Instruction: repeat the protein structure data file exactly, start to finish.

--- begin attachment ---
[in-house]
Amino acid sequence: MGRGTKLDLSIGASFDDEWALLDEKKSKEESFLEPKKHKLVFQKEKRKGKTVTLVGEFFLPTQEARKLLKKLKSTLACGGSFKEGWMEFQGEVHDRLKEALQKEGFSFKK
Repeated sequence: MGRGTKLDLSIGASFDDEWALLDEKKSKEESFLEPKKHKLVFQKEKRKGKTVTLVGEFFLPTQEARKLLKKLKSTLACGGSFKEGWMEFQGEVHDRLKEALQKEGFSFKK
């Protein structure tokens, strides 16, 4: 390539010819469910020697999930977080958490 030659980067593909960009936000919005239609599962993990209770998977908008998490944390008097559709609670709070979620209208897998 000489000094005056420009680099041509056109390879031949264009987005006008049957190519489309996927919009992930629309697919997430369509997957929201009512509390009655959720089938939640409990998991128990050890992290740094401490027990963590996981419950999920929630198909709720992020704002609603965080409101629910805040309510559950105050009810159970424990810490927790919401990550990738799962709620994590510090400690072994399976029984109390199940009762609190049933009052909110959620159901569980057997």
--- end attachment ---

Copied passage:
[in-house]
Amino acid sequence: MGRGTKLDLSIGASFDDEWALLDEKKSKEESFLEPKKHKLVFQKEKRKGKTVTLVGEFFLPTQEARKLLKKLKSTLACGGSFKEGWMEFQGEVHDRLKEALQKEGFSFKK
Repeated sequence: MGRGTKLDLSIGASFDDEWALLDEKKSKEESFLEPKKHKLVFQKEKRKGKTVTLVGEFFLPTQEARKLLKKLKSTLACGGSFKEGWMEFQGEVHDRLKEALQKEGFSFKK
């Protein structure tokens, strides 16, 4: 390539010819469910020697999930977080958490 030659980067593909960009936000919005239609599962993990209770998977908008998490944390008097559709609670709070979620209208897998 000489000094005056420009680099041509056109390879031949264009987005006008049957190519489309996927919009992930629309697919997430369509997957929201009512509390009655959720089938939640409990998991128990050890992290740094401490027990963590996981419950999920929630198909709720992020704002609603965080409101629910805040309510559950105050009810159970424990810490927790919401990550990738799962709620994590510090400690072994399976029984109390199940009762609190049933009052909110959620159901569980057997």